Implementation Status

Since the passage of 2014 Pension Act into law, the implementation of the scheme has recorded some significant successes. In a 2019 first quarterly report by PenCom detailing the achievements of the implementation of 2014 scheme, private compliance (a major challenge) for the quarter shows a remittance of the sum of N45.90 billion to 105,382 private sector employees’ RSAs by the 4,675 organizations who were issued with compliance certificates. This represents an improvement from the last quarter of 2018 where 2,044 private organizations remitted N7.42 billion into RSAs of 966,155 employees. Though the current number of private sector employers on the scheme wasn’t provided, Agabi (2017) reported about two hundred thousand (200,000) private sector employers of labour were already implementing the CPS and have contributed about 60 percent of the total pension fund assets as at 2017. Also, from inception to the first quarter of 2019, the sum of N9.91 billion has been transferred into the RSAs of 137,939 NSITF contributors, while total pension payments to NSITF pensioners amounted to N4.42 billion.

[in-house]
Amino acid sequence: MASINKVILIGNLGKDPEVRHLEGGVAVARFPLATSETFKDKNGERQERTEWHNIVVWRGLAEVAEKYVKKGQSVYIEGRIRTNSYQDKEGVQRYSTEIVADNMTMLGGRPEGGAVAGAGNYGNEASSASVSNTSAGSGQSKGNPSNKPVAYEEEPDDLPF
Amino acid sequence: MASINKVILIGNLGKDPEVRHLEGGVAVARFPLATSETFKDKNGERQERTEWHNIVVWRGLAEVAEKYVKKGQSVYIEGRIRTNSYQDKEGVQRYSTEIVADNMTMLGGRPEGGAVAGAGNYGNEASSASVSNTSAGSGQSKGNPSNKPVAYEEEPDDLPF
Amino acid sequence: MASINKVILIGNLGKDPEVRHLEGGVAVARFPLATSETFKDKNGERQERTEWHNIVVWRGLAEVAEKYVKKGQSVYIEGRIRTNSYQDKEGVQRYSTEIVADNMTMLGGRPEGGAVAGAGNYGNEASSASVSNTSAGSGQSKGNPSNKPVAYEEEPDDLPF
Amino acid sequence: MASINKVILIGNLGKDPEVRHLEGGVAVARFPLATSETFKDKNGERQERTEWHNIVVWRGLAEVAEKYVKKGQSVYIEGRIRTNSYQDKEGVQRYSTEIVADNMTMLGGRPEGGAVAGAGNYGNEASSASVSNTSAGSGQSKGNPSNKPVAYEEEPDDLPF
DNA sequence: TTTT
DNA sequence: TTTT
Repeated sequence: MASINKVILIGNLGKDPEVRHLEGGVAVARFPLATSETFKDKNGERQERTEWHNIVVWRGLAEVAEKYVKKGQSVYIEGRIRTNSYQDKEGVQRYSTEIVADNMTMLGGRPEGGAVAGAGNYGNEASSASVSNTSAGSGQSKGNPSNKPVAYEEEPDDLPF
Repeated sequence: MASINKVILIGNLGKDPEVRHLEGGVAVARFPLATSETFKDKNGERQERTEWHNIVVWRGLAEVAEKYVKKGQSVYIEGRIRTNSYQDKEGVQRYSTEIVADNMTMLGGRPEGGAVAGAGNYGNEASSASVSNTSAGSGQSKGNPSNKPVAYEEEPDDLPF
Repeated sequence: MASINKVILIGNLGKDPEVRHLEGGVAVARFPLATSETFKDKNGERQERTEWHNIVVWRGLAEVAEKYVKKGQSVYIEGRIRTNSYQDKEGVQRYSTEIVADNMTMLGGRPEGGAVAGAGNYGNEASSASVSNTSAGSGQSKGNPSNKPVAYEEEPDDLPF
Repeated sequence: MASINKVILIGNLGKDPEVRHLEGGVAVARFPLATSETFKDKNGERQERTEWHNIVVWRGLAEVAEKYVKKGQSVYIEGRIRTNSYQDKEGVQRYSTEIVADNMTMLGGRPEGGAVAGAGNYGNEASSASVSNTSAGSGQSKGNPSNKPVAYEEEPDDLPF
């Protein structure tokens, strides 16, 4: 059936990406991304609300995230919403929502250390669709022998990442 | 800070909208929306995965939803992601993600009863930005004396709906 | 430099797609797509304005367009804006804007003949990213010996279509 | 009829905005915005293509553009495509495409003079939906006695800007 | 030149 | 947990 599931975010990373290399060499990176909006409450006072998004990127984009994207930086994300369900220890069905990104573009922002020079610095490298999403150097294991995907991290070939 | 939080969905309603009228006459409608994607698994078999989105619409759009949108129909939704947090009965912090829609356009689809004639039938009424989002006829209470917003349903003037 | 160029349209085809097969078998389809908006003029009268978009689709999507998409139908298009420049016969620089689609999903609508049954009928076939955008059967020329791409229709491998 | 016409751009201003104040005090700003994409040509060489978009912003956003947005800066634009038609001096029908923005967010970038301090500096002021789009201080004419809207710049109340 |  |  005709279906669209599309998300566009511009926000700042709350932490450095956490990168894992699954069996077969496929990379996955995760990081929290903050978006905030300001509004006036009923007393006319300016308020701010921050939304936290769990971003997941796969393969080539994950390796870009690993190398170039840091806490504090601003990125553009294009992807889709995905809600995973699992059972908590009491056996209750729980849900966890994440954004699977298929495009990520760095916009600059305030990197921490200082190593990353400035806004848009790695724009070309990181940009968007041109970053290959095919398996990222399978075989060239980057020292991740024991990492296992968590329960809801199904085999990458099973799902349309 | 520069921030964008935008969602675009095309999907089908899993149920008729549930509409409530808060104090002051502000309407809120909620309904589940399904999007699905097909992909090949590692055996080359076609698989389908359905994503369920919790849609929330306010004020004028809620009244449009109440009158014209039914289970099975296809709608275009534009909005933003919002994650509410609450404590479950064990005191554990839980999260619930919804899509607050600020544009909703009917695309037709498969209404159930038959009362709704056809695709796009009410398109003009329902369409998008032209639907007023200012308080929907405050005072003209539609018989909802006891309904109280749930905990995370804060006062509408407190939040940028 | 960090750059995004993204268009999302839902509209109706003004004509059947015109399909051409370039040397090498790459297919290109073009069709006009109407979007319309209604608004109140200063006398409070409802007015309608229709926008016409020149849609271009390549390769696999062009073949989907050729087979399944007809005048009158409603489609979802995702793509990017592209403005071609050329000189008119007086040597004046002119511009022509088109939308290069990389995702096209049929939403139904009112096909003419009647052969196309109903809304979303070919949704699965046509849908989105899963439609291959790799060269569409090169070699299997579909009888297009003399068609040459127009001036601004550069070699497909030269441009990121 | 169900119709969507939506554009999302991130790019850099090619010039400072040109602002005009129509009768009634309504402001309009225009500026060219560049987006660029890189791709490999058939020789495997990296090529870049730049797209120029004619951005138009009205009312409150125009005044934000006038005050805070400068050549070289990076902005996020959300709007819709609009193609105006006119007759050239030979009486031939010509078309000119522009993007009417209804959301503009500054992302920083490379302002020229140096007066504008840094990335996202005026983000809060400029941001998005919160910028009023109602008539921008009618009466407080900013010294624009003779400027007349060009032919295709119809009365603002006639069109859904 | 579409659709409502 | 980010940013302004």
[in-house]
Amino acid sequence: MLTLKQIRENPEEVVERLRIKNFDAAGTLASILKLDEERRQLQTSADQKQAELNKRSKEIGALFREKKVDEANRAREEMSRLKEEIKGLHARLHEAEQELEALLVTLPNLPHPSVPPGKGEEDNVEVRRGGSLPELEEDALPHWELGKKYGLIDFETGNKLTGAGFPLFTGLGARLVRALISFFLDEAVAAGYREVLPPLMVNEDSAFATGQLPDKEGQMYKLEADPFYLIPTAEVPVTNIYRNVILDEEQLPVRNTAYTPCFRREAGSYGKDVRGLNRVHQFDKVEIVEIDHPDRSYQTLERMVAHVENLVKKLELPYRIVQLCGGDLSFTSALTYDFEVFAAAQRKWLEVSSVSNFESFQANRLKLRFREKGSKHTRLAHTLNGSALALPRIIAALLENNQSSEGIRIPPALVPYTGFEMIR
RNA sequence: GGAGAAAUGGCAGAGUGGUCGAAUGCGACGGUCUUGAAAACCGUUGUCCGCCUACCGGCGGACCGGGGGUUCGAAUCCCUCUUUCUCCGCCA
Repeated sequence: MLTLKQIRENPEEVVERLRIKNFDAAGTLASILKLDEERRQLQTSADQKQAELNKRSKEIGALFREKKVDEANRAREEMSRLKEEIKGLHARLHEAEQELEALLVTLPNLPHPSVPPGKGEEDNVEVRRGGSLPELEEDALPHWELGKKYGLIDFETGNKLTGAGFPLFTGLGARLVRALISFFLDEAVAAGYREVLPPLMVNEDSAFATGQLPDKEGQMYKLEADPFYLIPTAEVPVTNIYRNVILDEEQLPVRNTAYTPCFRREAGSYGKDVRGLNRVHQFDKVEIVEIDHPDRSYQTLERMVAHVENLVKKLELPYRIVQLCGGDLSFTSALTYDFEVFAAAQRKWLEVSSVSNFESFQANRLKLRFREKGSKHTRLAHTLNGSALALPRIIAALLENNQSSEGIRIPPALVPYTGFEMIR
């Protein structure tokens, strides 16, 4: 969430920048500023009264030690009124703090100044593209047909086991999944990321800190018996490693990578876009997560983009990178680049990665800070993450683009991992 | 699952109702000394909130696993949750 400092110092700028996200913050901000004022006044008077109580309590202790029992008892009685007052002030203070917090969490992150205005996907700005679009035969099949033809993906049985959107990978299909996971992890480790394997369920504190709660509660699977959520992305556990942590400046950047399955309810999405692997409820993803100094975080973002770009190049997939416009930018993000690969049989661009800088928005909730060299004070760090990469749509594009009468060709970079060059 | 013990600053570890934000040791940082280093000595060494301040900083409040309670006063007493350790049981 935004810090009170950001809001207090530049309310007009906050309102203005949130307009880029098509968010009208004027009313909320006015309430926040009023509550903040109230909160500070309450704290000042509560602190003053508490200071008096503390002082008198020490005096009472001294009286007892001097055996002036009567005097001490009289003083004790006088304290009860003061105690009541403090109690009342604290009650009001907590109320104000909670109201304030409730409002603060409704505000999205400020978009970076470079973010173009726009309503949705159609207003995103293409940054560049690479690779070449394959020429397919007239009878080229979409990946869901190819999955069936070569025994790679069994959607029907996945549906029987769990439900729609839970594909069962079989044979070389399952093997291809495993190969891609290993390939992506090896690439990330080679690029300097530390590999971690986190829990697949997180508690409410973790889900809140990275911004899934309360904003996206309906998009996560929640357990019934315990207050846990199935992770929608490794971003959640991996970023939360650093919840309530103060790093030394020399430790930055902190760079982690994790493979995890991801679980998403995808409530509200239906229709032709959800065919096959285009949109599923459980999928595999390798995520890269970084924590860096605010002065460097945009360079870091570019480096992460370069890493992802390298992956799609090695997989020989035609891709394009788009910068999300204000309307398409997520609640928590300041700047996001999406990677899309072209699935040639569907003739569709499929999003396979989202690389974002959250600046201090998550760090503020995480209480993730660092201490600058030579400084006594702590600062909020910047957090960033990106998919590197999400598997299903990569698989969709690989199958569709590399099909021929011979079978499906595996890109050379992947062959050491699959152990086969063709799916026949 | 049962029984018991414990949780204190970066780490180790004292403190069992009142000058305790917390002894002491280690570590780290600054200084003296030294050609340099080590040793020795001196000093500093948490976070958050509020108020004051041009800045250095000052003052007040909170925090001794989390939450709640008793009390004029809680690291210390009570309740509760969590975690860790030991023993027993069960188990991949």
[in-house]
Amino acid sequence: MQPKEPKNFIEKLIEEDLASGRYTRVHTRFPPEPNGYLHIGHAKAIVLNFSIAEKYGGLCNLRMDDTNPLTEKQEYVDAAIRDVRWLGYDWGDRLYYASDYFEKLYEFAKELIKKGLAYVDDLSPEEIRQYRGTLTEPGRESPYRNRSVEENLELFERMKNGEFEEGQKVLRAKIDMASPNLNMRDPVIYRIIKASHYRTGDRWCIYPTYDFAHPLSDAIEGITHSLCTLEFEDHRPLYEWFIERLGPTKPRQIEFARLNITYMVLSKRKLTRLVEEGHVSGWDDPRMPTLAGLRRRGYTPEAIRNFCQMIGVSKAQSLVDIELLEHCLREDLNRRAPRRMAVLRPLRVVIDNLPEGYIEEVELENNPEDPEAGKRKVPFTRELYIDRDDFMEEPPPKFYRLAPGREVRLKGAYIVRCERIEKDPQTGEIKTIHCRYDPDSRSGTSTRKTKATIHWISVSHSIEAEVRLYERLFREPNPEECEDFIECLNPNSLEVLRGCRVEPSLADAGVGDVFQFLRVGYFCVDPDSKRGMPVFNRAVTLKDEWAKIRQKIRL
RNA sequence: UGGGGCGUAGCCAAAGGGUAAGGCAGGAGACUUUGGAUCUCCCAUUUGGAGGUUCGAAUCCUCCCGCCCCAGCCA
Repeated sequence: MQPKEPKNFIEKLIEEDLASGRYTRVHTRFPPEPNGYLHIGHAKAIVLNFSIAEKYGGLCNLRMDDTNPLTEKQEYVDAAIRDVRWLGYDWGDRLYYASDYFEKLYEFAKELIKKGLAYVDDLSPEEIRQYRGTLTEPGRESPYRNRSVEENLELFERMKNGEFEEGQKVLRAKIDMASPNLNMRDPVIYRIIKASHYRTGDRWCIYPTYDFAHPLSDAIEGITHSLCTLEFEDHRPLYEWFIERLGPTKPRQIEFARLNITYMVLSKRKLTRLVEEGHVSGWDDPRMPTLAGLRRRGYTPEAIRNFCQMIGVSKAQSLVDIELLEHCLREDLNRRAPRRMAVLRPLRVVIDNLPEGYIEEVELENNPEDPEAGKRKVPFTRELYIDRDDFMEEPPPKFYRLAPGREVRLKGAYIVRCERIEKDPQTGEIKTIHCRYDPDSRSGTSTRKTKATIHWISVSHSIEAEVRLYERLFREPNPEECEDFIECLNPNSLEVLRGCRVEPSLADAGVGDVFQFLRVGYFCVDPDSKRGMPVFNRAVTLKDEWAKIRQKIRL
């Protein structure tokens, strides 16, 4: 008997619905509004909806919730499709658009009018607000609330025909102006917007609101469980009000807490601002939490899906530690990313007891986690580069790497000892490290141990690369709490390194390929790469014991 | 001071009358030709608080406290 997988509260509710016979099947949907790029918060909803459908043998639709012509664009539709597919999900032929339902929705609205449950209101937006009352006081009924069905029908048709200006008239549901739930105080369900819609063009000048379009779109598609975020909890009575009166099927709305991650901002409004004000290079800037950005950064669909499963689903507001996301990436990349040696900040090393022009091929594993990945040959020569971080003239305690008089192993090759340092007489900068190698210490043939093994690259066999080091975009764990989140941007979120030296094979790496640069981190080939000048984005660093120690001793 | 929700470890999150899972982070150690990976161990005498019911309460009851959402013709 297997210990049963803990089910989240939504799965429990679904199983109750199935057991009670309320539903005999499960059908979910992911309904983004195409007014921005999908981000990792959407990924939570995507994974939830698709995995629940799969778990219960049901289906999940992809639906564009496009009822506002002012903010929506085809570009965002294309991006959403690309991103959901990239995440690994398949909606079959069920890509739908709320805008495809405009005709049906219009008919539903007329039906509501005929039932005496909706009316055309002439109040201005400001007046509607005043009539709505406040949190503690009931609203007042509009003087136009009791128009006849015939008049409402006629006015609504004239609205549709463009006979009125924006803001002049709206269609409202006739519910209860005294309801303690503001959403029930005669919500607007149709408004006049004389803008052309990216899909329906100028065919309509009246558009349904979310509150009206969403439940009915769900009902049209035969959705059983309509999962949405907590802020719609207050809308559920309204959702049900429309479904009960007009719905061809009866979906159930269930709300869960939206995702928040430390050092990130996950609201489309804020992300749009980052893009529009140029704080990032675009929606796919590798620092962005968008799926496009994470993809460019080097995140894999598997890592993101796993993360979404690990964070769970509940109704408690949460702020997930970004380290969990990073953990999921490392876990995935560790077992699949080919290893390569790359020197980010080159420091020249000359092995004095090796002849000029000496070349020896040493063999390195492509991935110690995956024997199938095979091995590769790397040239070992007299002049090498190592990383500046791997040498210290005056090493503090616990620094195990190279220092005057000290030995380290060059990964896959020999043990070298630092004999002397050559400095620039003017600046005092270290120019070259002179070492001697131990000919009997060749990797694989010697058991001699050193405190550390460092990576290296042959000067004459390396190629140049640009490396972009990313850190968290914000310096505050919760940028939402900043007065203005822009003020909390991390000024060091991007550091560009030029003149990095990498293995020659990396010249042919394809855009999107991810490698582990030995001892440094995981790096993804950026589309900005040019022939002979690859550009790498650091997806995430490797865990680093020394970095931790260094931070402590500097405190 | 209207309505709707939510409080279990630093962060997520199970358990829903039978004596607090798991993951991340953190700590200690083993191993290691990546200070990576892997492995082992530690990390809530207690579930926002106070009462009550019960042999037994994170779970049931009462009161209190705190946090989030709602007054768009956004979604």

As for recovery, the efforts of Recovery Agents have yielded N15.76 billion, comprising principal contributions of N8.22 billion and penalty N7.54 billion, and these amounts have been credited to the respective RSAs of the employees.